Cascading Style Sheets are used to define the presentation layer of websites. How CSS works is not always self-evident, so many of these articles explain various aspects of using CSS.
Still using CSS hacks for Internet Explorer? Kick the habit now or you’ll be sorry.
Examples of techniques that improve usability and accessibility of web forms.
Part 2 of 3 in a series of articles explaining the selectors available in CSS 2.1.
How can we prevent stylesheet files from becoming too difficult and time-consuming to maintain?
Collect all URIs in a document and display them in a tidy list for printing.
Please think twice before using multiple columns to display longer articles on-screen.
Part 1 of 3 in a series of articles explaining the selectors available in CSS 2.1.
Many WYSIWYG CMSs that use in-page editing have problems with CSS based layouts.
Use CSS to make “read more” links more accessible to screen reader users.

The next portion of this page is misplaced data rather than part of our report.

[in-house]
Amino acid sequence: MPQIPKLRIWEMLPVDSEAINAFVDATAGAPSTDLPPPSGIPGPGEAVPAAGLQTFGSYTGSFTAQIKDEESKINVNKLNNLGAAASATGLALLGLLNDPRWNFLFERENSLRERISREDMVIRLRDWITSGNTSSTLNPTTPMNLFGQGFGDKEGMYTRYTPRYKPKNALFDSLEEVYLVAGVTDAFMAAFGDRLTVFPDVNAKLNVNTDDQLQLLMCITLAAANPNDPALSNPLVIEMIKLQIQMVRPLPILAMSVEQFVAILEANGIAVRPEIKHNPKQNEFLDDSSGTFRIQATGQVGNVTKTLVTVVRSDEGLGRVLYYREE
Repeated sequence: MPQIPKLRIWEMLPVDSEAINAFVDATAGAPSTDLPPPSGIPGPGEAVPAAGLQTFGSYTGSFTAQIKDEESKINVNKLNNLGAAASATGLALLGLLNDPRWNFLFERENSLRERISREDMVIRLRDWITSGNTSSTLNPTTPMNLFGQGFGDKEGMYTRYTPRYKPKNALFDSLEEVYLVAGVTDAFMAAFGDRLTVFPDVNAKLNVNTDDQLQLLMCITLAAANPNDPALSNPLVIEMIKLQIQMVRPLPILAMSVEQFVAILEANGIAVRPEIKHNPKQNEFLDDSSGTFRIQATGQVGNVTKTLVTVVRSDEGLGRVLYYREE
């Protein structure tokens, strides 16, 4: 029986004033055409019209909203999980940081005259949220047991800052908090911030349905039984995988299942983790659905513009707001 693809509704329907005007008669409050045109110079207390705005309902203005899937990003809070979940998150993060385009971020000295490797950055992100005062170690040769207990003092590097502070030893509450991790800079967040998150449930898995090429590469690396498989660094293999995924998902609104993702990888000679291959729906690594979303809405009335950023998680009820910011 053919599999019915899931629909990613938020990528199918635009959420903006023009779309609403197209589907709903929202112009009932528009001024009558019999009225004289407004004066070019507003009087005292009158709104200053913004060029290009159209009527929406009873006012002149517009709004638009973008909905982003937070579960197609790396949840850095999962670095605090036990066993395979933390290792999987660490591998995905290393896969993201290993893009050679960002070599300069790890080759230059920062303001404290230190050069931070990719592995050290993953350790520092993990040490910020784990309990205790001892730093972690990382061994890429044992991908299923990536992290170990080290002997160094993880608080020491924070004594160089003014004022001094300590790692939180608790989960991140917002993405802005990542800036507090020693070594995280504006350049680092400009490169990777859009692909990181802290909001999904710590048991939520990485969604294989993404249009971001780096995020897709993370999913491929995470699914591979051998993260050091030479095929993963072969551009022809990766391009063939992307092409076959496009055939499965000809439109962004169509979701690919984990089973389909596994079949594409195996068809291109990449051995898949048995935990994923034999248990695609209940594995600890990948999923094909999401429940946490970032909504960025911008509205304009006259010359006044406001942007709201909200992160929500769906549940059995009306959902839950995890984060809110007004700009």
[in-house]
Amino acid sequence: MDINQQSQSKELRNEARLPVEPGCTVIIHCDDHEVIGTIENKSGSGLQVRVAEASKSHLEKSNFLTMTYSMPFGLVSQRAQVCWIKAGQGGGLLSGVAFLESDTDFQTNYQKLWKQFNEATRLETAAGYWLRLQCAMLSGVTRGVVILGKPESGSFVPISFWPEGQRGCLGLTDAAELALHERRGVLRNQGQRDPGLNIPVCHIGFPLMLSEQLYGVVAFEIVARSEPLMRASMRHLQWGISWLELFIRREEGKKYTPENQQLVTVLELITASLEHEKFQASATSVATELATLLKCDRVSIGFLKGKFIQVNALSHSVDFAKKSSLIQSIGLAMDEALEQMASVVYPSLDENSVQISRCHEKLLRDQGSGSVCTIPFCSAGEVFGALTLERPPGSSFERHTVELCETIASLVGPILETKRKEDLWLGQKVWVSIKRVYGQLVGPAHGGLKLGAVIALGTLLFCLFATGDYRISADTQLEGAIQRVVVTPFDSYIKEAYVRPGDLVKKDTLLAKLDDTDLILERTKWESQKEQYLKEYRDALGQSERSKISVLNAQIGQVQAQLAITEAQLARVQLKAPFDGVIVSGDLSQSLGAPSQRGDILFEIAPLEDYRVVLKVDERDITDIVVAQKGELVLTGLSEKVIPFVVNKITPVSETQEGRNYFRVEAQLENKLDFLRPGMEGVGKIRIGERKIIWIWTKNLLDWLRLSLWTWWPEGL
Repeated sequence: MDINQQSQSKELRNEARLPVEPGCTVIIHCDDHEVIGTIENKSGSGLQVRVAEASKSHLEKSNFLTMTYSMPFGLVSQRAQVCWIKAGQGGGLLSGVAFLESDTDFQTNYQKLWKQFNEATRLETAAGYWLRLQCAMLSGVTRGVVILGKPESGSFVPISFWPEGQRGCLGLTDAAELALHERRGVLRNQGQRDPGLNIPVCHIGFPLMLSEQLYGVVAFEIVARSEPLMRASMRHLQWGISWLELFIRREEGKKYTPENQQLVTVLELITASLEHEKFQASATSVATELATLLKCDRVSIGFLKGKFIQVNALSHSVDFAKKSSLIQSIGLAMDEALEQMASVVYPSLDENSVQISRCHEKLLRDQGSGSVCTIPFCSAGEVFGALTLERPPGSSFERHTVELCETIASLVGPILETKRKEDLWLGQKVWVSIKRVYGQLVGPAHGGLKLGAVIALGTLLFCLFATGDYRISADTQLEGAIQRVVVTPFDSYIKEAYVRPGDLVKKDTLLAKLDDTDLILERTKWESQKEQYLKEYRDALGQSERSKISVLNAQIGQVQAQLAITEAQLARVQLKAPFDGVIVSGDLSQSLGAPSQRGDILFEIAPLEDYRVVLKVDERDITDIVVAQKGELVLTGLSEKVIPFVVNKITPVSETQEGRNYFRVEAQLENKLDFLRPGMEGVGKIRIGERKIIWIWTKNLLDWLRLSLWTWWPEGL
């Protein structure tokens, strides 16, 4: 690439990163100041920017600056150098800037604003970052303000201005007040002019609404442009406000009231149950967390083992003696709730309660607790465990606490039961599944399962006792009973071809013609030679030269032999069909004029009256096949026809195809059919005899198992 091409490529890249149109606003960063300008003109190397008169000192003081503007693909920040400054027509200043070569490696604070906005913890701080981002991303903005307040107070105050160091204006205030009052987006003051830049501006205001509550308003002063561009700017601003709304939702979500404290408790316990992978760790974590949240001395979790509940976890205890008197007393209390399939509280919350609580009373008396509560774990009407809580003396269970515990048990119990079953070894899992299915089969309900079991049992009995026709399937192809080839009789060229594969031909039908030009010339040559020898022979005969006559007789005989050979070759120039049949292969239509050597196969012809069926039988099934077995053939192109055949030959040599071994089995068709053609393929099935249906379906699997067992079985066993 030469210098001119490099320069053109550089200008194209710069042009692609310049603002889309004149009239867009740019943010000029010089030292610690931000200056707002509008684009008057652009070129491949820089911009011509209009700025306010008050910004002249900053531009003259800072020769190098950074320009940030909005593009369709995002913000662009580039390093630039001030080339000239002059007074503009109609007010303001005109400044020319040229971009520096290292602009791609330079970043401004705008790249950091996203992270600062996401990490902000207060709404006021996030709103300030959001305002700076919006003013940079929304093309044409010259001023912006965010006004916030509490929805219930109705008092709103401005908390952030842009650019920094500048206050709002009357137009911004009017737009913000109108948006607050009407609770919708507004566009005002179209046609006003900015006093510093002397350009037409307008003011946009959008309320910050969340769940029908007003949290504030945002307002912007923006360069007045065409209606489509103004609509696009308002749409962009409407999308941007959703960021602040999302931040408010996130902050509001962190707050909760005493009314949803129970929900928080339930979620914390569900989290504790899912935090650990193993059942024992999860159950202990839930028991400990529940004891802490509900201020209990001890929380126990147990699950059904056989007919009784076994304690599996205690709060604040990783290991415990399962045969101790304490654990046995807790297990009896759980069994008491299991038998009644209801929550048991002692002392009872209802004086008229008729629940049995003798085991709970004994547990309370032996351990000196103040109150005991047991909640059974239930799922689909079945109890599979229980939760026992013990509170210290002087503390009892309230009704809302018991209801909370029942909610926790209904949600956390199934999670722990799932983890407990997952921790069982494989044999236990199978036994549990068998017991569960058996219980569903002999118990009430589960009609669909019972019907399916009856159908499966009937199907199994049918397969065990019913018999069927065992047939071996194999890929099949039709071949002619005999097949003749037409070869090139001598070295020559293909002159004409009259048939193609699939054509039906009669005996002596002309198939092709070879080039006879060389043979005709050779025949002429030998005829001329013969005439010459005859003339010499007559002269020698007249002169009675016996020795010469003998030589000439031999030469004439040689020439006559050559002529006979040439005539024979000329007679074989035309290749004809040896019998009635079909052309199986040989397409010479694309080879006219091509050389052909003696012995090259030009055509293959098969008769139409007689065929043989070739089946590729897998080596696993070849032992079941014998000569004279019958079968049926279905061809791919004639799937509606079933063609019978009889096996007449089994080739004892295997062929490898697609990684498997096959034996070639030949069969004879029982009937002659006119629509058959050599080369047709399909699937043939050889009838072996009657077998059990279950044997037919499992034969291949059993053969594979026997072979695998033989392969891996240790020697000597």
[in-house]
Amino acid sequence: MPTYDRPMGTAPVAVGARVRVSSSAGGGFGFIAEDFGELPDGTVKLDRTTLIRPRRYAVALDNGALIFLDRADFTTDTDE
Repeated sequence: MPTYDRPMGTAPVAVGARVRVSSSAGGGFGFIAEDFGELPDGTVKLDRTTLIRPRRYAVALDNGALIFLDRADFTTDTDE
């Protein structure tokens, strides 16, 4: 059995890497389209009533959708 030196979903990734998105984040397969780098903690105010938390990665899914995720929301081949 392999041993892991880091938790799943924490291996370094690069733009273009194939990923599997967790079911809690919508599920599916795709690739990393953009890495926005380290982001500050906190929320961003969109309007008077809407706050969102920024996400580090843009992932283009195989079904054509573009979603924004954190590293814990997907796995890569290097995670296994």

How to use generated content in CSS to insert a check mark symbol after visited links.
Using advanced CSS to create custom corners and borders with multiple background images and generated content.
Screen readers speak content in the order it is in the markup, not in the order it is displayed on-screen.
Data tables styled with CSS.
Helps keep your CSS as valid as your markup.
A set of CSS rules to use as a starting point.
A discussion on whether using CSS media types to automatically load a print stylesheet may break user expectations when printing web pages.
Use CSS to improve the markup of HTML emails.
A slight modification of the footerStick method for positioning a footer with CSS.
Russ Weakley covers more than the basics in this one.
Guidelines for organising CSS.